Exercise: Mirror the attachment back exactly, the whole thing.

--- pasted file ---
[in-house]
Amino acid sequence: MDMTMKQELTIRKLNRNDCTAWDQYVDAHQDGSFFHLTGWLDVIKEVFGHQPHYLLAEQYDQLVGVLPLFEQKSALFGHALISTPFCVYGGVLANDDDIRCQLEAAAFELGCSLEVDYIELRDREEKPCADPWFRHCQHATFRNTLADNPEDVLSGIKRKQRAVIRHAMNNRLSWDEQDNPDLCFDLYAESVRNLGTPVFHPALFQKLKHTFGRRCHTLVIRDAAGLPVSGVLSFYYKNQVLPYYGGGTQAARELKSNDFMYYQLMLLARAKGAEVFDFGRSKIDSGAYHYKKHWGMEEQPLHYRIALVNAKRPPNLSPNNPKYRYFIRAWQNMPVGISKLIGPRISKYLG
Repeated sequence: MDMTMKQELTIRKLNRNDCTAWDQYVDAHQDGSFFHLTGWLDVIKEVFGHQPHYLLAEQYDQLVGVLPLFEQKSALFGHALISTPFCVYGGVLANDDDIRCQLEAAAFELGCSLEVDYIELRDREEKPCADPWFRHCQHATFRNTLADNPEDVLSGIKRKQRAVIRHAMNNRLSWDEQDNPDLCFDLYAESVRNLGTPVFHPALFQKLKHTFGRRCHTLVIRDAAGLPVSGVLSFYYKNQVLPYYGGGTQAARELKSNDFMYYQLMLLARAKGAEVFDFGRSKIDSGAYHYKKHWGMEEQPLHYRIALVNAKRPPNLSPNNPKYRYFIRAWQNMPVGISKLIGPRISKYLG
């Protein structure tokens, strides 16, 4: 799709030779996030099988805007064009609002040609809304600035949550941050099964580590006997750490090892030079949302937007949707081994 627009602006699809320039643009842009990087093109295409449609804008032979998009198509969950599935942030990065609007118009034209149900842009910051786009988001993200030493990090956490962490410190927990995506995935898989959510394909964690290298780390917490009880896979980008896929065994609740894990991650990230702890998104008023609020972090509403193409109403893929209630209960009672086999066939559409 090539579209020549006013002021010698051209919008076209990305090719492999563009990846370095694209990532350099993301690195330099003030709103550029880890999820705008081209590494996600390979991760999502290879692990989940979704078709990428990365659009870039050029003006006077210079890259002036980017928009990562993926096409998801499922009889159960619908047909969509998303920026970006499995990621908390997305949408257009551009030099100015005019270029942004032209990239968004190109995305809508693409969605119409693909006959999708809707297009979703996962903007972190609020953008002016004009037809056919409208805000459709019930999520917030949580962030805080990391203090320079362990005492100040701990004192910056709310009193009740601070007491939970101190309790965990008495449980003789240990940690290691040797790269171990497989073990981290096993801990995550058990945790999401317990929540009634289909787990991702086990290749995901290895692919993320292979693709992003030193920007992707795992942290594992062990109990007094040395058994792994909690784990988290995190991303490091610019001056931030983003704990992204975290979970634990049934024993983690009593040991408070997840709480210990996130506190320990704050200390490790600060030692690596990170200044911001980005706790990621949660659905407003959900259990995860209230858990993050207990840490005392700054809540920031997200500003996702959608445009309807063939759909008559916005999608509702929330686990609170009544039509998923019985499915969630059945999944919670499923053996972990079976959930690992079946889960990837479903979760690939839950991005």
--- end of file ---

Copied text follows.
[in-house]
Amino acid sequence: MDMTMKQELTIRKLNRNDCTAWDQYVDAHQDGSFFHLTGWLDVIKEVFGHQPHYLLAEQYDQLVGVLPLFEQKSALFGHALISTPFCVYGGVLANDDDIRCQLEAAAFELGCSLEVDYIELRDREEKPCADPWFRHCQHATFRNTLADNPEDVLSGIKRKQRAVIRHAMNNRLSWDEQDNPDLCFDLYAESVRNLGTPVFHPALFQKLKHTFGRRCHTLVIRDAAGLPVSGVLSFYYKNQVLPYYGGGTQAARELKSNDFMYYQLMLLARAKGAEVFDFGRSKIDSGAYHYKKHWGMEEQPLHYRIALVNAKRPPNLSPNNPKYRYFIRAWQNMPVGISKLIGPRISKYLG
Repeated sequence: MDMTMKQELTIRKLNRNDCTAWDQYVDAHQDGSFFHLTGWLDVIKEVFGHQPHYLLAEQYDQLVGVLPLFEQKSALFGHALISTPFCVYGGVLANDDDIRCQLEAAAFELGCSLEVDYIELRDREEKPCADPWFRHCQHATFRNTLADNPEDVLSGIKRKQRAVIRHAMNNRLSWDEQDNPDLCFDLYAESVRNLGTPVFHPALFQKLKHTFGRRCHTLVIRDAAGLPVSGVLSFYYKNQVLPYYGGGTQAARELKSNDFMYYQLMLLARAKGAEVFDFGRSKIDSGAYHYKKHWGMEEQPLHYRIALVNAKRPPNLSPNNPKYRYFIRAWQNMPVGISKLIGPRISKYLG
């Protein structure tokens, strides 16, 4: 799709030779996030099988805007064009609002040609809304600035949550941050099964580590006997750490090892030079949302937007949707081994 627009602006699809320039643009842009990087093109295409449609804008032979998009198509969950599935942030990065609007118009034209149900842009910051786009988001993200030493990090956490962490410190927990995506995935898989959510394909964690290298780390917490009880896979980008896929065994609740894990991650990230702890998104008023609020972090509403193409109403893929209630209960009672086999066939559409 090539579209020549006013002021010698051209919008076209990305090719492999563009990846370095694209990532350099993301690195330099003030709103550029880890999820705008081209590494996600390979991760999502290879692990989940979704078709990428990365659009870039050029003006006077210079890259002036980017928009990562993926096409998801499922009889159960619908047909969509998303920026970006499995990621908390997305949408257009551009030099100015005019270029942004032209990239968004190109995305809508693409969605119409693909006959999708809707297009979703996962903007972190609020953008002016004009037809056919409208805000459709019930999520917030949580962030805080990391203090320079362990005492100040701990004192910056709310009193009740601070007491939970101190309790965990008495449980003789240990940690290691040797790269171990497989073990981290096993801990995550058990945790999401317990929540009634289909787990991702086990290749995901290895692919993320292979693709992003030193920007992707795992942290594992062990109990007094040395058994792994909690784990988290995190991303490091610019001056931030983003704990992204975290979970634990049934024993983690009593040991408070997840709480210990996130506190320990704050200390490790600060030692690596990170200044911001980005706790990621949660659905407003959900259990995860209230858990993050207990840490005392700054809540920031997200500003996702959608445009309807063939759909008559916005999608509702929330686990609170009544039509998923019985499915969630059945999944919670499923053996972990079976959930690992079946889960990837479903979760690939839950991005």